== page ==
As the iron gates of her mother’s Hollywood Hills house creep open, the auburn-haired actress is half-revealed on the stone steps beneath a dense tangle of helium-filled Mylar. She is wearing black Gucci boots and high-water vintage boys’ Levi’s in the ideal normcore wash. “Is this an appropriate outfit for meeting your landscape architect?” she asks, pulling on a crimson mohair sweater by The Elder Statesman (its designer, Greg Chait, is a pal). “Do I look like an adult who can convincingly use words like night-blooming?”
Of course she did not get me balloons. These are the detritus of the twenty-seventh-birthday party that her mother, Melanie Griffith, threw her a few nights before. The festivities culminated at Jumbo’s Clown Room, a strip club in Thai Town where Johnson watched what she describes as the saddest pole dance in the history of pole dances. We are now snaking through the hills in a soccer-mom SUV that has to suffice until the arrival of the forest-green 1995 Ford F150 that her grandfather has promised to send up from his house in Missouri. Our destination: the mid-century bungalow that Dakota, then living in downtown Manhattan, bought last winter in a clear concession to the fact that she was, is, and very likely will always be a creature of Hollywood. It was only the second house she saw, but she fell hard for its modernist pedigree; the architect Carl Maston built it for his own family in 1947.
It seems most improbable in this day and age that the daughter of two of the most charismatic stars of their generation—and the star herself in one of the highest grossing R-rated films of all time—should be a mystery to us. But such is the elusive figure cut by Dakota Johnson that she manages to somehow remain unshredded and undissected by the tabloids and social media.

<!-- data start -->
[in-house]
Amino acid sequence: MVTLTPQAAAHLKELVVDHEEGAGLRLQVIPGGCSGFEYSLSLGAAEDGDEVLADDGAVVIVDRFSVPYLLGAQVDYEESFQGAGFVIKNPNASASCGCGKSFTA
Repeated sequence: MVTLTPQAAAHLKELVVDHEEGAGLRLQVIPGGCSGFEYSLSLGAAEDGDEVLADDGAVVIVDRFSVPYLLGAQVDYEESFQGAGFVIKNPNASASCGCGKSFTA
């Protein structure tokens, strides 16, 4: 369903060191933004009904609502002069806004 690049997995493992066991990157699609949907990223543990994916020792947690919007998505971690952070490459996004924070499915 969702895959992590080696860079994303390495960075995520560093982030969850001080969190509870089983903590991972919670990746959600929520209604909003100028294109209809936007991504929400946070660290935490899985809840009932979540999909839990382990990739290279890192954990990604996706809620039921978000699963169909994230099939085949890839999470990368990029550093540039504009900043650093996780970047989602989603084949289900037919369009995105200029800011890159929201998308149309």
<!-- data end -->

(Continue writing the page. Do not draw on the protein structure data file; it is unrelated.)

It’s not as if Dakota’s parents, Don Johnson and Melanie Griffith, are such white-hot supernovas that she gets lost in the glare of their fame, but nor has she been raised in anonymity: Dakota was Miss Golden Globe in 2006 (one hell of a debutante party for the then 16-year-old), and two of her closest friends are descended from rock-star royalty. Her casting as Anastasia Steele, too, in 2015’s Fifty Shades of Grey—after perhaps the most celebrated and scrutinized casting call in the past ten years—should have made her an overnight celebrity, or at least the regular fodder for gossip columns. But, not so much.
What we do know for sure is the work, including her terrific turn as a Boston gangster moll to Johnny Depp’s Whitey Bulger in last year’s Black Mass. In Luca Guadagnino’s sun-soaked A Bigger Splash, out this month, Johnson plays a Lolita-ish foil to an ailing rock-star goddess played by actual goddess Tilda Swinton. It’s a sensational performance in a sensational movie about allure and attraction among a group of lost souls. It probably doesn’t bring us any closer to figuring out Johnson herself—but it may have helped her to do so. As the actress tells real-life rock star Chrissie Hynde, playing a character in dire existential distress helped her sort out a little of her own. But just a little.